The humanities disciplines of art, art history, classical and modern languages, communication, media studies, theatre, English, history, music, philosophy, and religious studies present a broad array of approaches to the understanding of culture and to the search for meaning. Courses in the Humanities Division foster students’ appreciation of creative work and its processes, raise their awareness of perennial questions, and promote the spanning of interpersonal, intercultural, and chronological distances. Familiarity with humanities disciplines and their methodologies is integral to a liberal arts education and helps to prepare students for a complex and changing world.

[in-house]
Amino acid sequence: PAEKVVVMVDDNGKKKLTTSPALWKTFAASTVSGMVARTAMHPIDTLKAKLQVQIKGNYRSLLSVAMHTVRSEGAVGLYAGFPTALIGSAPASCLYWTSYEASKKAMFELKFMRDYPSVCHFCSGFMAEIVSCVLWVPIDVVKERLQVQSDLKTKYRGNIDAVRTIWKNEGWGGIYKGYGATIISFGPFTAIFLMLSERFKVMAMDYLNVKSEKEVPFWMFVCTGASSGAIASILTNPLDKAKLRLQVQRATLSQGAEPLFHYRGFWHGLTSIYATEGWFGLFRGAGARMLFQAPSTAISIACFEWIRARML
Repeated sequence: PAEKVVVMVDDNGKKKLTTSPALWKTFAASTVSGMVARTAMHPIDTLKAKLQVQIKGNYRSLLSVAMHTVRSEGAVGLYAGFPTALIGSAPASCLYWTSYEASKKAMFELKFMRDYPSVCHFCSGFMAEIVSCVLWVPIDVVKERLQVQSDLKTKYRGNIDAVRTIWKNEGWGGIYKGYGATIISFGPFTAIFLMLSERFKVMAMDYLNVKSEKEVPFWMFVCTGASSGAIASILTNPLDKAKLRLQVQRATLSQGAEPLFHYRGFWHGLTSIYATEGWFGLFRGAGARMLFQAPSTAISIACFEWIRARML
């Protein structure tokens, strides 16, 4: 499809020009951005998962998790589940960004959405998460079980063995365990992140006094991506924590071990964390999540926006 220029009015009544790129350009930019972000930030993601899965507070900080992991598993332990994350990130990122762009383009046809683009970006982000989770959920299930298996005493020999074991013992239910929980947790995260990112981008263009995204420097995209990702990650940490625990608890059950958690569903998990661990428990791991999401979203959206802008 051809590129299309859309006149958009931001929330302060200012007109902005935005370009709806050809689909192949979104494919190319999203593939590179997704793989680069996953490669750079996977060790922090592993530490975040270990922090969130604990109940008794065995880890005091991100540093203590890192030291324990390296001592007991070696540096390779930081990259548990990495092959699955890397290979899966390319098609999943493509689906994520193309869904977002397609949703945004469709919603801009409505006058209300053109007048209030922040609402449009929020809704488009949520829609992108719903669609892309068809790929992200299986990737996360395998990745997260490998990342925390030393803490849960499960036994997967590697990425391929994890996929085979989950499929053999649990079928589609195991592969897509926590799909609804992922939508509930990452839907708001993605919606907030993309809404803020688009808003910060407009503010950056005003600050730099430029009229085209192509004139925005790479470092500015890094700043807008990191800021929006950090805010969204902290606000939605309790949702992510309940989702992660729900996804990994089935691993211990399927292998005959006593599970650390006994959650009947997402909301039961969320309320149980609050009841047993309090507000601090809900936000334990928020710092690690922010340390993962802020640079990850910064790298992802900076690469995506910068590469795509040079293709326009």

|Possible Student Learning Outcomes for the Humanities Discover Requirement Courses
The faculty teaching Humanities Discover courses will promote the following student learning outcomes with their pedagogy:
Humanities courses that satisfy the Discover Requirement engage students in how people think about or create from the world and human experiences. These courses foster skills in critical reading or interpretation, synthesizing information, effective oral and written communication, creative expression, and thoughtful analysis. In doing so, they develop the ability to form meaningful questions and exercise independent judgment. Students are required to take courses in four different disciplines to expose them to the diverse subjects and methodologies within this division.